Children’s mental health crisis deepens

Consequences of disproportionate restrictions playing out

This week saw the Daily Telegraph report on as yet unpublished forecasts by the Centre for Mental Health which suggested that over the next three to five years demand will be as much as three times greater than the capacity of Children’s Mental Health Services, with 1.5 million children requiring support for behavioural and affective conditions. Dame Rachel De Souza, Children’s Commissioner for England, said that a survey of more than 550,000 children — the largest such poll in history — will show mental health to be the greatest concern of this generation of children.

These figures follow on from research published in July and November of last year, previously highlighted by HART psychologists, which suggested that the extent of difficulties experienced by children and young people following the pandemic would likely be extensive, and studies from early 2021 which provided evidence that these predictions were indeed playing out. The Prince’s Trust report in January 2021 described a ‘devastating toll’ on youth mental health. This week’s reports have provided further evidence of the psychological suffering of children and young people since March 2020 and rightly reignited public conversation about this important issue.

HART is pleased to see Dame Rachel De Souza follow her predecessor’s work in speaking out on the damage caused to children and young people’s mental health over the course of the pandemic and in championing their needs. This week’s reports do not come as a surprise to HART members, and to many others who have spoken out about this government’s outright assault on children’s rights and the side-lining of their needs.

Over the course of the last fifteen months, children have been subjected to restrictions and experiences that would have been considered alien to our societal values prior to March 2020. Children have been denied access to their friends, their extended family, their school lives and extra-curricular activities. They have missed key experiences, rites of passage and celebrations and denied access to play, socialising and normal interactions. In lockdown, many children have been exposed to high levels of family stress including increased substance misuse, mental health problems and domestic violence. Even with restrictions eased, due to mass testing, they are denied the stability of uninterrupted education and predictable social lives and continue to experience the imposition of regulations which interfere with activity necessary for their development and emotional well-being. They continue to be surrounded by fearful adults and government-pushed fear messaging. All these experiences have had a profound impact upon the mental health of the young.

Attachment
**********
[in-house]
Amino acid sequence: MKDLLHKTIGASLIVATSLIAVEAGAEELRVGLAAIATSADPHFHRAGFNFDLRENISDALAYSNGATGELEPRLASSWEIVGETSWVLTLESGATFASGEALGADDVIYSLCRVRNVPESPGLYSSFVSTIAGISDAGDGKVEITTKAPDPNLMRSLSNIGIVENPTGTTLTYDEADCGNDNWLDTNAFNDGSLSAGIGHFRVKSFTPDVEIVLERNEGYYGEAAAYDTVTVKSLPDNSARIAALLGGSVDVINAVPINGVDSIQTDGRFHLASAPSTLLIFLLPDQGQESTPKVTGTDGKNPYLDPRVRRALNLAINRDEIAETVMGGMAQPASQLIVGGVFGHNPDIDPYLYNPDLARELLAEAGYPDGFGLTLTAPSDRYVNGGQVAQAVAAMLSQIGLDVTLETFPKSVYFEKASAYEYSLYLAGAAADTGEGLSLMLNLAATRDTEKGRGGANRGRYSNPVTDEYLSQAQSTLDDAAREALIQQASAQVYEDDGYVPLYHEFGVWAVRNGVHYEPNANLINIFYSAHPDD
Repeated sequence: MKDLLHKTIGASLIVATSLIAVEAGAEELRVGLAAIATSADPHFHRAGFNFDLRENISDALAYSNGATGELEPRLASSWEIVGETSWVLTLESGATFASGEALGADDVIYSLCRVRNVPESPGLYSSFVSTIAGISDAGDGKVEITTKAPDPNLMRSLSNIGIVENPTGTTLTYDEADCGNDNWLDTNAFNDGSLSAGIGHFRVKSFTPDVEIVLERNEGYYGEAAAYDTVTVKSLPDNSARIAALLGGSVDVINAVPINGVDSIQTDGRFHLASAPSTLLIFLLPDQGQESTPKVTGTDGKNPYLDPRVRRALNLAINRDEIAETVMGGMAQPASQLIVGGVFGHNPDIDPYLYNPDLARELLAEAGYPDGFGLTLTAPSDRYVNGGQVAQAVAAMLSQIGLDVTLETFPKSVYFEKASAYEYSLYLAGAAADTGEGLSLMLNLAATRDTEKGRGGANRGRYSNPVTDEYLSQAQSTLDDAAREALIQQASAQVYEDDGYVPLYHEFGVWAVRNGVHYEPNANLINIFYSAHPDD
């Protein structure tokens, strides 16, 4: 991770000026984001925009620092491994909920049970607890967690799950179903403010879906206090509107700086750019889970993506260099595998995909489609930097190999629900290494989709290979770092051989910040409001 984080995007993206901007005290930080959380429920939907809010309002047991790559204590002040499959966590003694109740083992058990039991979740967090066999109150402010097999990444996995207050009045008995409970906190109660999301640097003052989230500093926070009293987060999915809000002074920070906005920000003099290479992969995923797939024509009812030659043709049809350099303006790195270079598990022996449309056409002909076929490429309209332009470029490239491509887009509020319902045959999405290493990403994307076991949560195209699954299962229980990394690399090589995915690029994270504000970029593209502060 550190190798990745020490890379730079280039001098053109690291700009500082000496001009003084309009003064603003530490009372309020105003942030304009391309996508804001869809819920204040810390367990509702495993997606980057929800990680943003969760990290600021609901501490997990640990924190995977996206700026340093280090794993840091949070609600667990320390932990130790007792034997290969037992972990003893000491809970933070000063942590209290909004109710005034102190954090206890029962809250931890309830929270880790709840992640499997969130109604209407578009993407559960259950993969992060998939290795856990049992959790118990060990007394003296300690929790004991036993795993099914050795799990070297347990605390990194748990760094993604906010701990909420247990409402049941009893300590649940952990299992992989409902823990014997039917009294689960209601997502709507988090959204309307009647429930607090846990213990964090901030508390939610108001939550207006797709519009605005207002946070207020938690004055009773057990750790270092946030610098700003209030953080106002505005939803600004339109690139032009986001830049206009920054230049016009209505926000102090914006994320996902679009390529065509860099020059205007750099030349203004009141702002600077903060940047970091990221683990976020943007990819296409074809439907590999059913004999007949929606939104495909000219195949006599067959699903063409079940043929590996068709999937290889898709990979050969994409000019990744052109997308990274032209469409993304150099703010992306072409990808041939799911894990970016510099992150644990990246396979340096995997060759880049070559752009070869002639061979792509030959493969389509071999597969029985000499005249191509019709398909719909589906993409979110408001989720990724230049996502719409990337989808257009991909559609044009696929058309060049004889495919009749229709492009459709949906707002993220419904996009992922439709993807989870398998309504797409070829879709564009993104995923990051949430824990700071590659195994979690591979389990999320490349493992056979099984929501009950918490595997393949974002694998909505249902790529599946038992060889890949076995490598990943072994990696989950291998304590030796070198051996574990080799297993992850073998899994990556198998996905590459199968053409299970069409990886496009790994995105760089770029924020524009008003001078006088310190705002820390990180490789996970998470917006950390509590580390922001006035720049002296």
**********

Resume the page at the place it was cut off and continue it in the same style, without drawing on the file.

The UK’s obligations under the UN Convention for the Rights of the Child have been forgotten by this government and we are now seeing the consequences of restrictions which were never proportionate, given the minimal risk that the virus poses to children and the limited role they play in transmission — restrictions that were never risk-assessed and which are wholly at odds with knowledge accumulated from decades of research into child development. 

HART believes that as a matter of urgency, children’s needs must be prioritised. Unnecessary testing of healthy children must stop. Fear messaging must stop. Children must be allowed to experience stability and predictability in their home lives, their social lives and education. They require the care of adults at school, home and in their communities who model calm, sensible risk appraisal and an attitude to other human beings which is not fearful. 

Whatever the future trajectory of the virus, the mistakes of the past year must not be repeated. Our children must be enabled to recover and thrive.

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